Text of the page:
After meticulously researching the real estate market, clearly outlining your homeownership goals, and looking into the condo developer’s track record, you’ve finally decided to take the plunge into the buyer’s pool and purchase a pre-construction residence.
However, upon signing the agreement of purchase and sale and handing over your deposit, your lawyer points out your contract is missing the all-important capped-levies clause. Or, after completing the paperwork, the buyer’s remorse quickly begins to sink in and you realize the pre-construction purchase wasn’t the right decision after all.
Does that mean you’re stuck and contractually obliged to follow through with a pre-construction deal you believe is a mistake?
If you are caught in such a situation, there may be no need to panic. Even if you signed a contract and paid forward a portion of your deposit, you may still be able to withdraw from a deal and get your money back.
10-day cooling-off period
According to Section 73 of the Condominium Act, people in Ontario who buy a pre-construction residence directly from a home builder are granted a cooling-off period, during which they can rescind their sales agreement for any reason and essentially walk away from a deal scot-free.
The only caveat is that the cooling-off period is viable for a short window of time. Specifically, just 10 days. After those 10 days, the cooling-off period no longer applies and the decision to walk away from a sale can become a legal and financial pain.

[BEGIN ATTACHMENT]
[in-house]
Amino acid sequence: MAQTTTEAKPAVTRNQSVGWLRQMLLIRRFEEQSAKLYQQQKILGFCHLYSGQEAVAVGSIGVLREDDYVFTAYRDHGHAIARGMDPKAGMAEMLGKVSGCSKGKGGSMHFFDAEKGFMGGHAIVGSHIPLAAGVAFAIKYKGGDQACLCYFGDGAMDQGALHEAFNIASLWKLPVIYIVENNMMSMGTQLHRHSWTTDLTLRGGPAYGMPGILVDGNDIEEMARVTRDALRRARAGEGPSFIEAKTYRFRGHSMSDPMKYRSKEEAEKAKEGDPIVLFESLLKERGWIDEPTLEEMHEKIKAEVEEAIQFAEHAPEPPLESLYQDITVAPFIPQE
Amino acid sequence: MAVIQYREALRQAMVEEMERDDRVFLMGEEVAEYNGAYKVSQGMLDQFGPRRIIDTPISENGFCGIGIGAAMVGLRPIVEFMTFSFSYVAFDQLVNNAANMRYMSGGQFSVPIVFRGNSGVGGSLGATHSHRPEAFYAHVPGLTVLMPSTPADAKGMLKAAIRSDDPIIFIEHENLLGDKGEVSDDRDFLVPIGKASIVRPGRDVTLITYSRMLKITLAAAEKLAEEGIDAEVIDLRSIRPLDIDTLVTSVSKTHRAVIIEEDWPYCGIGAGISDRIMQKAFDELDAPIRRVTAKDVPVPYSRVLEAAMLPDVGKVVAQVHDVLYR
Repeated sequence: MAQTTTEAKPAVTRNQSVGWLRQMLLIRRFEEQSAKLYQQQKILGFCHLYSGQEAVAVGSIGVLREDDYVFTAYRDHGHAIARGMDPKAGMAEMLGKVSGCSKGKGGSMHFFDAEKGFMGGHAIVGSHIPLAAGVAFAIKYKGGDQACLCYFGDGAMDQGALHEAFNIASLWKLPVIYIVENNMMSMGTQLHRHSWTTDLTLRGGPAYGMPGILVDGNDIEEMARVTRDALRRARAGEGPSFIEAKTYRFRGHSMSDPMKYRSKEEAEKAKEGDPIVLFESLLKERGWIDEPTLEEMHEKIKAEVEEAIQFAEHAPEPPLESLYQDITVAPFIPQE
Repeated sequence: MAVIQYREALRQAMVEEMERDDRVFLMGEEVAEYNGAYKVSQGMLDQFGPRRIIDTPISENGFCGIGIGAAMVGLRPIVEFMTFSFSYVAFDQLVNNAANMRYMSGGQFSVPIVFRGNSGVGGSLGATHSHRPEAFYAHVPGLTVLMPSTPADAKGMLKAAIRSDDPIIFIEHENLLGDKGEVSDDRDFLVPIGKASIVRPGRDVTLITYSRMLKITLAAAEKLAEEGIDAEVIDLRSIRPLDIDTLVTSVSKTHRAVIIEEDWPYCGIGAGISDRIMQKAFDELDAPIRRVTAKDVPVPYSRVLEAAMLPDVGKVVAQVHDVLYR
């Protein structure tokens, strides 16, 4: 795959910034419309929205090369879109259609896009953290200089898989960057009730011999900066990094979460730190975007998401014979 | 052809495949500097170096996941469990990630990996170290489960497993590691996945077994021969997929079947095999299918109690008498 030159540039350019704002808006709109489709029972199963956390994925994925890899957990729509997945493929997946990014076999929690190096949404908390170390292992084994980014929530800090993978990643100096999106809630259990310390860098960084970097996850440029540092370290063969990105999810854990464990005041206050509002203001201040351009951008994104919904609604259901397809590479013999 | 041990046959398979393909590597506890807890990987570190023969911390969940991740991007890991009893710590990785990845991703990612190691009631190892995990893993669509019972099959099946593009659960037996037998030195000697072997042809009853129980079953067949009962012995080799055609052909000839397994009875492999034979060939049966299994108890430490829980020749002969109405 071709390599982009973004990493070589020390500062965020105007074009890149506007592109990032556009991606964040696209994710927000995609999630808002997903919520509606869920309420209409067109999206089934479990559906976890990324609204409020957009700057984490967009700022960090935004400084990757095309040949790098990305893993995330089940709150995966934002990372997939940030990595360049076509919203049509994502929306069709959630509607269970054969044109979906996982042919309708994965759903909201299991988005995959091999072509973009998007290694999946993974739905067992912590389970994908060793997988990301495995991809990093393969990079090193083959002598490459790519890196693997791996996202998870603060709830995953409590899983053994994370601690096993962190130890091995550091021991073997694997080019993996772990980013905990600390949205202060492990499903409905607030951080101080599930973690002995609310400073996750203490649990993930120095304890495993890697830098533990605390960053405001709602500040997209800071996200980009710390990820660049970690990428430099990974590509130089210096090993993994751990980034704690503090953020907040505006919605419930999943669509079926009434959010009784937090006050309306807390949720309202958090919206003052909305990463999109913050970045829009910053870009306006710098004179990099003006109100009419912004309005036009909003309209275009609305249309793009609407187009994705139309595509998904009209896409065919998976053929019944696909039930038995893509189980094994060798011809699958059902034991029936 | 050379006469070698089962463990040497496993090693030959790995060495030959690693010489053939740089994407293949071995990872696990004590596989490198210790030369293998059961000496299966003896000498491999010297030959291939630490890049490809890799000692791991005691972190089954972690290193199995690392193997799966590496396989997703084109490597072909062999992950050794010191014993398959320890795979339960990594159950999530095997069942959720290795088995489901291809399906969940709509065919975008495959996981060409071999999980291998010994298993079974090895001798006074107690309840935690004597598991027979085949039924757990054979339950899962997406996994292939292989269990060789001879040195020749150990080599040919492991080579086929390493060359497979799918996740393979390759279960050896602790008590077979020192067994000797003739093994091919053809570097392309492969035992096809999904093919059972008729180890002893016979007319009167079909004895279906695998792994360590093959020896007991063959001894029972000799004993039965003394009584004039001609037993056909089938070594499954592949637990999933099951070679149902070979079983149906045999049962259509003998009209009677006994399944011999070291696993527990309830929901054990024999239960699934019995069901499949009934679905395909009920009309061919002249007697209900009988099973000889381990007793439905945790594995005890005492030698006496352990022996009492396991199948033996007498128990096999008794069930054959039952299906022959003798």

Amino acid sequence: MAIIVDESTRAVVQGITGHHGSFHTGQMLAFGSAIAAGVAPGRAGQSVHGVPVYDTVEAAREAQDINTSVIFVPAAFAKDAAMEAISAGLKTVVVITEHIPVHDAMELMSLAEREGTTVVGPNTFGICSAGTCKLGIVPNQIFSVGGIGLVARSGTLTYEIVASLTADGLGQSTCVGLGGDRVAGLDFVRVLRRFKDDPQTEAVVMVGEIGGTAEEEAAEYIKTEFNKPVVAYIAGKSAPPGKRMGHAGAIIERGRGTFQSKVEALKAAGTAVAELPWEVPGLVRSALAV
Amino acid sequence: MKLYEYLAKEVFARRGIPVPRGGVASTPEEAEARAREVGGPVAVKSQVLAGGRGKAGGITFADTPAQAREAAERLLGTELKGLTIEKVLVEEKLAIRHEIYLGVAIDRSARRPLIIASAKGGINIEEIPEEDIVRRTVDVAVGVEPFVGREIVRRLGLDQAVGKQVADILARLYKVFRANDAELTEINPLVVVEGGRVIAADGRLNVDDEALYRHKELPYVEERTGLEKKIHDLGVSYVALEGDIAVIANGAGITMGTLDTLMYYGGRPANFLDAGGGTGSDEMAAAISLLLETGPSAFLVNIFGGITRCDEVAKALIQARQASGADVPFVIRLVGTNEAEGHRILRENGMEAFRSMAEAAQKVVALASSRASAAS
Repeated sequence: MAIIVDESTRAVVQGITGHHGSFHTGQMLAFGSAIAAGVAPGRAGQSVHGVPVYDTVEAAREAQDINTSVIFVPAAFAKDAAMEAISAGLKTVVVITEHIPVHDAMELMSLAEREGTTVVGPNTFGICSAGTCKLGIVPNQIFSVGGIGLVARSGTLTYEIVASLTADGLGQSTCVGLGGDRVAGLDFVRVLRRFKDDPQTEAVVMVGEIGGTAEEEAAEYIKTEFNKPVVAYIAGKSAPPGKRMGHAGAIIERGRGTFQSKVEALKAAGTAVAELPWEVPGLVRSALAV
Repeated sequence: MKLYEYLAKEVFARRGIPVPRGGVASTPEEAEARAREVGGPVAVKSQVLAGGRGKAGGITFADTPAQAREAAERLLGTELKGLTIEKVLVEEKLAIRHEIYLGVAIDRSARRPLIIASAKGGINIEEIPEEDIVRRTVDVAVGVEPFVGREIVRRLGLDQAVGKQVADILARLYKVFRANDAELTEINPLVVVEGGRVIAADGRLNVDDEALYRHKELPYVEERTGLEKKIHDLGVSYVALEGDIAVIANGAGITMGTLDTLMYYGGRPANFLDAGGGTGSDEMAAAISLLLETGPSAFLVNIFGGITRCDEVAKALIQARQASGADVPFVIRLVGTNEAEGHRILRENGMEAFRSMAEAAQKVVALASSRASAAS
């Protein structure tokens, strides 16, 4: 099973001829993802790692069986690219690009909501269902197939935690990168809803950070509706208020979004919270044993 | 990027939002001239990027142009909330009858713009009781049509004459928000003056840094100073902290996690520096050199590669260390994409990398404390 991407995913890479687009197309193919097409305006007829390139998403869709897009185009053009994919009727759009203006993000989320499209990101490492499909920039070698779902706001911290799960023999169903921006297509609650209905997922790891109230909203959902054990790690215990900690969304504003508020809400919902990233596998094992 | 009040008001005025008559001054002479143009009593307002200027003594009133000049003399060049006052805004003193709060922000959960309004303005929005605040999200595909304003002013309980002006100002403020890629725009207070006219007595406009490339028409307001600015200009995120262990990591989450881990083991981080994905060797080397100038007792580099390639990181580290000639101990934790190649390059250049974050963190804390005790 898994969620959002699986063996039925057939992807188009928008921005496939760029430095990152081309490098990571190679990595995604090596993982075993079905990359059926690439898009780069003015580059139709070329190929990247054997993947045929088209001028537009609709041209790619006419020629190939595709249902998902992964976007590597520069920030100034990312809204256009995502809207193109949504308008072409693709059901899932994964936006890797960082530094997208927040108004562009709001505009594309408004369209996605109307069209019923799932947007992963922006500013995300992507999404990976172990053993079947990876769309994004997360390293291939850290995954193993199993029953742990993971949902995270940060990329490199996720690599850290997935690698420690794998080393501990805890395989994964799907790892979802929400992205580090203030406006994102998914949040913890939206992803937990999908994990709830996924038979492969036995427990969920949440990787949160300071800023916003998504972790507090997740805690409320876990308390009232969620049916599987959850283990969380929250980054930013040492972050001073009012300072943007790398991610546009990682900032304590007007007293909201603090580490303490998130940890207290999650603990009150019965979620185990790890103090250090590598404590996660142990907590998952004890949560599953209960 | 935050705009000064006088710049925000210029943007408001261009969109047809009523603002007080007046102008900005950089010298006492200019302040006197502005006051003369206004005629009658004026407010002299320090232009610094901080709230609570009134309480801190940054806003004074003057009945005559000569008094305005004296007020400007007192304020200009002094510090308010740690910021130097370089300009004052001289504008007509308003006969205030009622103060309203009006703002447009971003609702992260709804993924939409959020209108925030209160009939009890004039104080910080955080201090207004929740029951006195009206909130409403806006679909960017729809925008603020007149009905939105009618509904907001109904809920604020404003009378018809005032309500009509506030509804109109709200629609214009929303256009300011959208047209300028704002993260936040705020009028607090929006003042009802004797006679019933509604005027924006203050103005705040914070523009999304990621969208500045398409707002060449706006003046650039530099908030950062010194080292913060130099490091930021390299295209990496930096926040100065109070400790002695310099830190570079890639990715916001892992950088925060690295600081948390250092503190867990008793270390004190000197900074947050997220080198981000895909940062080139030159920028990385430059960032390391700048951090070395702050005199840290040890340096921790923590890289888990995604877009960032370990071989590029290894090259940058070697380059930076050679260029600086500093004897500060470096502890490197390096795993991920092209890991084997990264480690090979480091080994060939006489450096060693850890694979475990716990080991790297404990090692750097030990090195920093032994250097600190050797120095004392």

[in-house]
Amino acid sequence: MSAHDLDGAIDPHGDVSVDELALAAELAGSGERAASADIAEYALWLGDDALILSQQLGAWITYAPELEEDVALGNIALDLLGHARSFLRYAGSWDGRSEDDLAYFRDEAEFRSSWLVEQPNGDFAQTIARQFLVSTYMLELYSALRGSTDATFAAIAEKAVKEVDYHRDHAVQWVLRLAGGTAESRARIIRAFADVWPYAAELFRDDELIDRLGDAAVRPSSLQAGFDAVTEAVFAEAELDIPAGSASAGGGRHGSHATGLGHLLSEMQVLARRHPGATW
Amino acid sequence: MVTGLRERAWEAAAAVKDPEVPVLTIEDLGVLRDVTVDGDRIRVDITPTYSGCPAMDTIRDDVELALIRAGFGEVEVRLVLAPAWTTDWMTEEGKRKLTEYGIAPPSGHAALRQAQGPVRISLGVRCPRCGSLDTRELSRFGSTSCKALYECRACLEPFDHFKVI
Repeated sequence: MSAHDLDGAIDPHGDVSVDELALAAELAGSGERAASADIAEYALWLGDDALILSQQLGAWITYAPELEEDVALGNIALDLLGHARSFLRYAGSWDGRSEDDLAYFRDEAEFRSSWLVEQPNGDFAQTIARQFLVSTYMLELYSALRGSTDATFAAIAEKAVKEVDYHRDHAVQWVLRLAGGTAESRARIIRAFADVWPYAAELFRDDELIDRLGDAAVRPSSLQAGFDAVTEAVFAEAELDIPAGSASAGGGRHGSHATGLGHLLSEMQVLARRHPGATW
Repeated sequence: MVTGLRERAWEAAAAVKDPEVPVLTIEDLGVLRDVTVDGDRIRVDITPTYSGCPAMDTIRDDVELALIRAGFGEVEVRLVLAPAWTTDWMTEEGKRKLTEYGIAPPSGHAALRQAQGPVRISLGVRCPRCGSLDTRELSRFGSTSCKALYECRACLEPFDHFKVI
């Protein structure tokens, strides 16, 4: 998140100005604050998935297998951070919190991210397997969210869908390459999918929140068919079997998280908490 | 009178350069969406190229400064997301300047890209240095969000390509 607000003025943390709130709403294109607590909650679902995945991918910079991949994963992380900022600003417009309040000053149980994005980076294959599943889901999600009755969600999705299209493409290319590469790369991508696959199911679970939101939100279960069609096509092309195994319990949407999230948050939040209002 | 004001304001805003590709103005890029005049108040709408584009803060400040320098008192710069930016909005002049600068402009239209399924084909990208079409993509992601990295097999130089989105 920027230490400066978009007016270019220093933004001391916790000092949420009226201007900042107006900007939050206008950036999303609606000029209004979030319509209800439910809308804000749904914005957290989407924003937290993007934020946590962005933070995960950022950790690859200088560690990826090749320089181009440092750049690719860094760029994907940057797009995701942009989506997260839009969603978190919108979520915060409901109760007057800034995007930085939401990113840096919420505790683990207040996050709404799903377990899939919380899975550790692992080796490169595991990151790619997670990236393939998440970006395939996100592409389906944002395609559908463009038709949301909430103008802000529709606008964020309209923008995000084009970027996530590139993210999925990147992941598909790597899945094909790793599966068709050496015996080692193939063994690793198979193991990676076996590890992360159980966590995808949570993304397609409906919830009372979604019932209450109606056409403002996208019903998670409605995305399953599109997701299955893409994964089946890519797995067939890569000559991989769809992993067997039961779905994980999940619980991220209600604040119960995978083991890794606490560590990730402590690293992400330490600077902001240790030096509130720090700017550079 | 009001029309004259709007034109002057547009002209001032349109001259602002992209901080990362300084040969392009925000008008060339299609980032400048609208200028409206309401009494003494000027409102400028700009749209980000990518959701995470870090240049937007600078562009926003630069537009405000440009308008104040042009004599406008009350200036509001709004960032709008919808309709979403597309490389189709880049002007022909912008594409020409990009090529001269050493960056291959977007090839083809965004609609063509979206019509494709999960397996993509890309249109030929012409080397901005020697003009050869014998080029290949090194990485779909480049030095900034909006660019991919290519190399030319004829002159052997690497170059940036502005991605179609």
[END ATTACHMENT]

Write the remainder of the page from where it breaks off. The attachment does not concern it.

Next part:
What you need to know about the cooling-off period:
- The ability to rescind a sales contract, free of penalty, is only granted to buyers during the first 10 days of entering into an agreement of purchase. Therefore, time is of the essence.
- These 10 days do include weekends and not just business days.
- The cooling-off period only applies to contracts where a pre-construction condo is bought from a builder. The cooling-off period doesn’t apply to any other type of home purchase, including assignment sales or homes closed upon over the Multiple Listings Service.
Given the fact the cooling-off period only extends to 10 days, buyers must capitalize on this short window of time. Here’s a quick checklist pre-construction buyers should address:
- Ensure a real estate lawyer closely analyzes the agreement of purchase and sale to identify if the contract includes unfavourable terms. For example, ensuring development levies are capped and hashing out other details around whether you’re allowed to rent out the unit during the occupancy period should be addressed during the cooling-off period.
- Connect with a mortgage broker, or bank, to ensure you’re pre-approved and all your financing is in place.
- If you choose to leverage the cooling-off period, you must make the announcement formally, in writing. It’s highly recommend a lawyer is used during this step.
The cooling-off period is automatically granted to all pre-construction condo purchases from a builder in Ontario. In situations where you’re buying a freehold residence, it’s worth taking extra measures and checking with your lawyer to find out if this 10-day window still applies.
Unlike in Ontario where the cooling-off period for pre-construction (or pre-sale) condos is 10 days, the rescission period on condos is seven days in British Columbia.
Want a better mortgage rate?
Compare the best mortgage rates available
- What Comes to Mind When You Picture Your Dream Home?
- How Much Condo Prices Have Increased in Toronto’s Major High-rise Neighbourhoods
- How the HST Rebate Works With New and Pre-construction Condos